Sure, I’m oversimplyfying, and some investors will be wise enough to look past the lack of other investors, but it doesn’t help.

With Veeqo, the more people invested, the quicker we got new investors.

If I was to do it again, I’d get at least 10 people to confirm they would invest (even if it’s £10) and get them registered on Seedrs in advance before I went live.

Secondly, as with most things in life, presentation is key.

Seedrs encouraged us to make a video of our product. We didn’t have one so we simply knocked up a homemade thing showing the system working. The idea was to give investors confidence by seeing the product in action. It was far from impressive and about as un-slick as you could get!

In hindsight, we should have invested in a short, 60 second professional explainer video. This would have gained us more investors. Paying for a video is a small investment when you think what you get in return.

Another mistake I made was listing only myself as the Veeqo “team”. One of the most frequently asked questions from potential investors was who the developers would be. Including the developers in the team would have given the project more credibility.

If I was to crowd fund again, I’d also consider extending my team. I’d find specialists in marketing, finance, product development and IT, and I’d get them onboard in a part time advisory role in return for equity. This would not only increase investor confidence, but it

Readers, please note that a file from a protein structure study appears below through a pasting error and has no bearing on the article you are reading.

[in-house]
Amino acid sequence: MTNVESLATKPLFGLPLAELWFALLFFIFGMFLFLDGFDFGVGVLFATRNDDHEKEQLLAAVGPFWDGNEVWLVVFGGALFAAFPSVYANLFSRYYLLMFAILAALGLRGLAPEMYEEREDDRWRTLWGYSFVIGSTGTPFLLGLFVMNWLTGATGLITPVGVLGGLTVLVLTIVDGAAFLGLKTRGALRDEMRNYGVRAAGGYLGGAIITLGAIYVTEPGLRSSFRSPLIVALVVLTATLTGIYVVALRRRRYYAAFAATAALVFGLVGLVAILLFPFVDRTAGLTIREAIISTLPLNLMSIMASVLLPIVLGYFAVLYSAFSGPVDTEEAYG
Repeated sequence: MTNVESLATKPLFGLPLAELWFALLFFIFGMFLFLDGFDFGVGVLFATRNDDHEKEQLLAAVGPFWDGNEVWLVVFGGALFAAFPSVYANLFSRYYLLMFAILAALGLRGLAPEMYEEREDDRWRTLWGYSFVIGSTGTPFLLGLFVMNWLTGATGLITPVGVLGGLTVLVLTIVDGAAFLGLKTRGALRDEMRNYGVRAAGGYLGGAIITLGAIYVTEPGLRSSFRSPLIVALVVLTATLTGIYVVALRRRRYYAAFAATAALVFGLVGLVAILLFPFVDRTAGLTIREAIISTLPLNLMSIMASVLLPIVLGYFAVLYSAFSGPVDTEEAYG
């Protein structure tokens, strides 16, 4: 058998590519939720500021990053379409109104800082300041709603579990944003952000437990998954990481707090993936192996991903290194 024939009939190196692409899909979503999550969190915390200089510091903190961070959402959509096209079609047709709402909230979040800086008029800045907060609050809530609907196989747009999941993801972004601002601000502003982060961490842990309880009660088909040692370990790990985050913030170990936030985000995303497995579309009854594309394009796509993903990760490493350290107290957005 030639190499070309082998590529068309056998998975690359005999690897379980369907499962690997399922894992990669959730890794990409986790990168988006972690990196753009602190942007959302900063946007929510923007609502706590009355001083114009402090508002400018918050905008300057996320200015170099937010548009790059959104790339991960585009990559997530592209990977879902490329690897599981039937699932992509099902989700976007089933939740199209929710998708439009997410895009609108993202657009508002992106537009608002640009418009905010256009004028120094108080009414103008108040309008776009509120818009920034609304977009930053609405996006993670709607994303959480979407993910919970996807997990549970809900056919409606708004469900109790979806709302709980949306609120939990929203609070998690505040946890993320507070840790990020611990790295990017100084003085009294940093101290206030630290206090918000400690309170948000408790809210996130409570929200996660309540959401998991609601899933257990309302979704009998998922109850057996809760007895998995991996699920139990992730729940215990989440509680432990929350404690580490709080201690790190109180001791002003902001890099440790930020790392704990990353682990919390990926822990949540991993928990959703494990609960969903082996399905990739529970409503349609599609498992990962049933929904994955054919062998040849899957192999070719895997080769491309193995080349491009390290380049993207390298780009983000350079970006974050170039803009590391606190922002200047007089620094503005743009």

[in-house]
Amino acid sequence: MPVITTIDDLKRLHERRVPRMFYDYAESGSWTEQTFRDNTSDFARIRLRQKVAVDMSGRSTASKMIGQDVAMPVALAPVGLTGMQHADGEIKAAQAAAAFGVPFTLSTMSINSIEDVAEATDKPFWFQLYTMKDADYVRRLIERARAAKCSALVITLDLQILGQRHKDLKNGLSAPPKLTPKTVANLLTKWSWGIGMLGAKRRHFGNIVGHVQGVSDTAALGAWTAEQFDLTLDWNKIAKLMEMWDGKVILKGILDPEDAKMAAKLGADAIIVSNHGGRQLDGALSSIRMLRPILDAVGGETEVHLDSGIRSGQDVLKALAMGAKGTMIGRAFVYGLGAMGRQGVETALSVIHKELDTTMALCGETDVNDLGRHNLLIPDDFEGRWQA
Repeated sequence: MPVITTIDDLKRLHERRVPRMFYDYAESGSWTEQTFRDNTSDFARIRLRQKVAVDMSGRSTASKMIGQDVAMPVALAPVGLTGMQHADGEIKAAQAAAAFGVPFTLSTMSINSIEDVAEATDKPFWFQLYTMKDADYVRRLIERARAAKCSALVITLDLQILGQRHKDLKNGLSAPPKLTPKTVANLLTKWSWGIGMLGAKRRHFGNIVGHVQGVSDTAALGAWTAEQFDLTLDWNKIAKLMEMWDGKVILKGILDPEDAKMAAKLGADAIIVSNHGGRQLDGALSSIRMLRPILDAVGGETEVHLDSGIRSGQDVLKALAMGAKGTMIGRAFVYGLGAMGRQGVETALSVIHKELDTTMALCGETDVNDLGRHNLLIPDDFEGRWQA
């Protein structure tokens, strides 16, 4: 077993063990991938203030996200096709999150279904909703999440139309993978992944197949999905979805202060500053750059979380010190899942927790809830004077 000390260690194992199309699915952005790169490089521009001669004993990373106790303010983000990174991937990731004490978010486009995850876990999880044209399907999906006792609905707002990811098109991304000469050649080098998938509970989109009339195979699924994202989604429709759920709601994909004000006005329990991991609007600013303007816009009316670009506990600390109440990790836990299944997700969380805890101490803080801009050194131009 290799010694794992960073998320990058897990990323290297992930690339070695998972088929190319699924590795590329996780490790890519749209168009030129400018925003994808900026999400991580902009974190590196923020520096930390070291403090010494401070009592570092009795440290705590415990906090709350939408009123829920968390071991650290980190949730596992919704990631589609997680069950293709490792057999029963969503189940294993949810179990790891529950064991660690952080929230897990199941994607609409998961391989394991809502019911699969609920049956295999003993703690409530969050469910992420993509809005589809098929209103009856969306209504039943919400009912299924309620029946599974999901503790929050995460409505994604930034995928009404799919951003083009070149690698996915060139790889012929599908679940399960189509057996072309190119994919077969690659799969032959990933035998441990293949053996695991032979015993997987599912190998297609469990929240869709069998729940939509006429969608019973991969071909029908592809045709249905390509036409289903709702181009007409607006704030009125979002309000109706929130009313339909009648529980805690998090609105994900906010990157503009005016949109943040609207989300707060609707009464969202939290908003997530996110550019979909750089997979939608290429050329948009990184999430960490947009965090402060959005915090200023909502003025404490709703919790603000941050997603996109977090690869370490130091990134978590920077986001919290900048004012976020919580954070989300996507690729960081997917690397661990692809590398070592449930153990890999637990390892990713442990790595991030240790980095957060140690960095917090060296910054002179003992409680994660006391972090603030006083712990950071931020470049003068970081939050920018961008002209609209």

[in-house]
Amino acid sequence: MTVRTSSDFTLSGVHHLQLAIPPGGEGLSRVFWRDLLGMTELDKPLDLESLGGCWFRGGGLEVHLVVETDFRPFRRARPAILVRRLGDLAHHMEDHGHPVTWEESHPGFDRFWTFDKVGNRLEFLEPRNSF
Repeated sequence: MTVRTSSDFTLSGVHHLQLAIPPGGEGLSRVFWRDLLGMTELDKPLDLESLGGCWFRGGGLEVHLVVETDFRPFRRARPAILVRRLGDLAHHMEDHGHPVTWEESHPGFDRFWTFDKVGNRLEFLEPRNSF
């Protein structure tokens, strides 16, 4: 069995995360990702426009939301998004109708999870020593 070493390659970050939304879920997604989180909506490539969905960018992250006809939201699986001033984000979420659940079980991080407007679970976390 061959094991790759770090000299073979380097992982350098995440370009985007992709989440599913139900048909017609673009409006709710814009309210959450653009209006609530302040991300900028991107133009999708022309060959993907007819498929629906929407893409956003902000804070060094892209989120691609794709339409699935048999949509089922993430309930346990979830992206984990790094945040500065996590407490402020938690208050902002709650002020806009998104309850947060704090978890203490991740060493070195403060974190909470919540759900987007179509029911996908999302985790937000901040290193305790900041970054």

is a great way to add specialist experience which perhaps you lack.

Finally, the public Q&A section on Seedrs can be a great tool to show off your startup’s benefits. It’s very important to be brutally honest with answers. Angels are not adverse to risk but they are adverse to BS.

  • Pingback: How Veeqo Crowdfunded Its £30K Start-Up Costs on Seedrs | Seedrs

  • Pingback: Welsh B2B start-up, Veeqo, sees success with crowdfunding | Enterprise Adviser

  • http://twitter.com/iaincollins Iain Collins

    This is a bit belated as I read it a while ago, but thanks for posting this, I found it interesting and useful and gave me a few things to think about.

    I really like the idea behind veeqo. When I was a teenager my parents both had full time jobs they also ran a small shop (and had run shops previously) and it really struck me how bad the inventory management and payment systems small businesses used were (of course most larger companies just have really expensive poor quality systems I’m sure ;-) .

    Having integration with a point of sale interface (or eventually your own) would really make it hugely compelling. I honestly don’t know how small and medium business dealing in physical goods put up with the systems they have – bad inventory management must have a huge impact on their profitability.

    I guess much of the challenge is in the communication and convincing them how much they could benefit from something that makes it easier and allows them to be on top of it.

    • mattwarren1978

      Hi Iain, Glad you found it useful I have had positive feedback on this article and I hope it does provides some tips as I do think crowd funding is the future, we should forget about the banks.

      You are right, the challenge is always getting the message out to the potential customer on the genuine benefits we offer and then persuading them. Working on that bit :-)